Too $hort came up during the Reagan era, at the height of the AIDS and crack epidemics — a time when mainstream media vilified rappers for creating art that reflected the struggles Black communities were facing. Hearing Too $hort perform his timeless piece of storytelling rap, “The Ghetto” — with Saadiq crooning its soulful hook — was a poignant reminder that, inherently, hip-hop is an affront to white supremacy and the police state.
While Too $hort is well known for his pimp persona, his sexually explicit lyrics often overshadow the strong contingent of socially and politically conscious content in his music. And while much of his ouvre is admittedly pretty sexist, Too $hort had something of a feminist awakening in 2012 following an in-depth Ebony
interview with the scholar Dream Hampton, in which they had a frank conversation about the dual burdens of racism and misogyny that Black women face.
While it would be an overstatement to say that Too $hort has wholly reformed the misogynistic tendencies in his work, it was commendable that at one point in the night, he announced that there were too many male voices on stage. He later brought out a female MC to finish the last verse on “Don’t Fight the Feelin’” from his first studio album, Life Is ... Too $hort.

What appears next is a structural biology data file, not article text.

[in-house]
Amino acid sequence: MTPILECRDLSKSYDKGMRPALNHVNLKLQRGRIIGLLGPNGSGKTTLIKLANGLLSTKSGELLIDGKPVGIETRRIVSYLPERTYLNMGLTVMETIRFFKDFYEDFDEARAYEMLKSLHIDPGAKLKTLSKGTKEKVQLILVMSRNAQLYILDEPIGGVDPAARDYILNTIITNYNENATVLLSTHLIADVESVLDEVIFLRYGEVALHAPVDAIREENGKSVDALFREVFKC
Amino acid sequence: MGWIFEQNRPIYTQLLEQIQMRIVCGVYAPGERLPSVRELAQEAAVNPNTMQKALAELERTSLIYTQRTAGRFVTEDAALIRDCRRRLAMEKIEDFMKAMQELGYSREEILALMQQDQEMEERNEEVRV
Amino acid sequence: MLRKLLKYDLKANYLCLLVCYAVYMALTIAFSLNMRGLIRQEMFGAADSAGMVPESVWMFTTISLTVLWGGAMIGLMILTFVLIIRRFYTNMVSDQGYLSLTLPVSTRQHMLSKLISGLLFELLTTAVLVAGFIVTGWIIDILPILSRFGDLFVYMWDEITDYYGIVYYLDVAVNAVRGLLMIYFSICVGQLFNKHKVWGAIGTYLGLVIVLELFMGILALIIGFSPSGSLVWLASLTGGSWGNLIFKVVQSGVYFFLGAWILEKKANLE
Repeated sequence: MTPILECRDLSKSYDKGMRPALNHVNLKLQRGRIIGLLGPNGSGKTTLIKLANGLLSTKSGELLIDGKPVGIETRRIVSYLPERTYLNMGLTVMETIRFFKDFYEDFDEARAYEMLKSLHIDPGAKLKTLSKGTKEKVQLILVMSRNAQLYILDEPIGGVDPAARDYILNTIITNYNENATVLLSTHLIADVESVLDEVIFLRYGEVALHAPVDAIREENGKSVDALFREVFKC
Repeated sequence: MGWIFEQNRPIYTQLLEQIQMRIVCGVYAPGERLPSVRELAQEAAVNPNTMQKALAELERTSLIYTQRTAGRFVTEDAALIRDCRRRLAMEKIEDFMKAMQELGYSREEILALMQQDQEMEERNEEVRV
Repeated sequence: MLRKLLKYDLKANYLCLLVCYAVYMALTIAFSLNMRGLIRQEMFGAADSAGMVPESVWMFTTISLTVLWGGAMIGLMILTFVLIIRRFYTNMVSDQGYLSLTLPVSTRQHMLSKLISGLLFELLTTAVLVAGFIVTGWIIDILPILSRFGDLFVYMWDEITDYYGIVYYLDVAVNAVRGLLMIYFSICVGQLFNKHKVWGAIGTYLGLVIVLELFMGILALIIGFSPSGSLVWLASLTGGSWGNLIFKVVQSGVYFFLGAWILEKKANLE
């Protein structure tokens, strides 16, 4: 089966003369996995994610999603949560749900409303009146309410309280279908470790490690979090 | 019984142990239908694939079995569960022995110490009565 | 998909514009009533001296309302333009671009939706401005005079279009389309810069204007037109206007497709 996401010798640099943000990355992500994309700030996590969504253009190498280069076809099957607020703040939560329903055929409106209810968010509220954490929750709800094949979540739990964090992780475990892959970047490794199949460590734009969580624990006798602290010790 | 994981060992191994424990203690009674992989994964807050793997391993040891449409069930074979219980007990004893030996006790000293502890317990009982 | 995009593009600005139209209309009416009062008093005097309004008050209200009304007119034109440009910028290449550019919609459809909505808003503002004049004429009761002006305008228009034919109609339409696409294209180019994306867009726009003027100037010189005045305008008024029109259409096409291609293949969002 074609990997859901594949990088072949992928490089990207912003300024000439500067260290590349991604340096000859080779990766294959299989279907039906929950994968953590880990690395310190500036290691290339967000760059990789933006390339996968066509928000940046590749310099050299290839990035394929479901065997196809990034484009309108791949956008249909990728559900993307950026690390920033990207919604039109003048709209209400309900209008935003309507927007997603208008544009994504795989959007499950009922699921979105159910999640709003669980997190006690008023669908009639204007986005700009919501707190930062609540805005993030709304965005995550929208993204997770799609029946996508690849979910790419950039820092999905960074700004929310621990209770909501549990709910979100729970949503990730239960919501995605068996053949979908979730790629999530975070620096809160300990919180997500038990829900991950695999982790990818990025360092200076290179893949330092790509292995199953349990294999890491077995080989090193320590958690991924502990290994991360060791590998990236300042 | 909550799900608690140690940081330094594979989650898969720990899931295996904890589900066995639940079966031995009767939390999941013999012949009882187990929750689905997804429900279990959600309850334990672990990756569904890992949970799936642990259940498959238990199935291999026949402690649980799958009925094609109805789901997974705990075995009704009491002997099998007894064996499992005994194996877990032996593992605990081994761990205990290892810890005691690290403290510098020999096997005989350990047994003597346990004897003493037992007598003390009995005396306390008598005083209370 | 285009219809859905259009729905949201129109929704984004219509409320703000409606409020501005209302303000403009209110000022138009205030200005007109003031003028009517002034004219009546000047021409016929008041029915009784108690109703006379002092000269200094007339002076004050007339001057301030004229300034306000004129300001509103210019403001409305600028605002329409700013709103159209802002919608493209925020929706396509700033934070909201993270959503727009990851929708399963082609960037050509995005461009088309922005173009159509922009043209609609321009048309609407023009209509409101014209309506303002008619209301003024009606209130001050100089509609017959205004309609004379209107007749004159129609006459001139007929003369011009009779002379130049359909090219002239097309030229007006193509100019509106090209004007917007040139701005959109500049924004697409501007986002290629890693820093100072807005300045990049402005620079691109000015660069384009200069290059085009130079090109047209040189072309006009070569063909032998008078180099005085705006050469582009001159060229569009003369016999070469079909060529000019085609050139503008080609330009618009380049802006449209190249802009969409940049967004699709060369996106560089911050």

(Sadly, I didn’t catch her name, but she was raw.)
The evening ended with an unexpected speech from Peggy Moore, Mayor Schaaf’s Senior Special Adviser. She honored Too $hort with a letter of recognition for his contributions to the performing arts in Alameda County. Seeing Too $hort get an official designation from the local government was as much a testament to his artistic accomplishments as it was a reminder that Oakland is an exceptional place thanks to people like him — not because of its recent influx of yuppies.
After Moore left the stage, Too $hort brought back E-40, Saadiq, Richie Rich, Mistah F.A.B., Freddy B., and the rest of the guests from throughout the night. He gestured to his band as if he wanted to do an encore, but the house lights had already been turned on and venue staff were beginning to usher people out of the theater. As with all magical evenings, the show didn’t feel nearly long enough. But Too $hort already knew that in 1988 when he pointed out that Life Is … Too $hort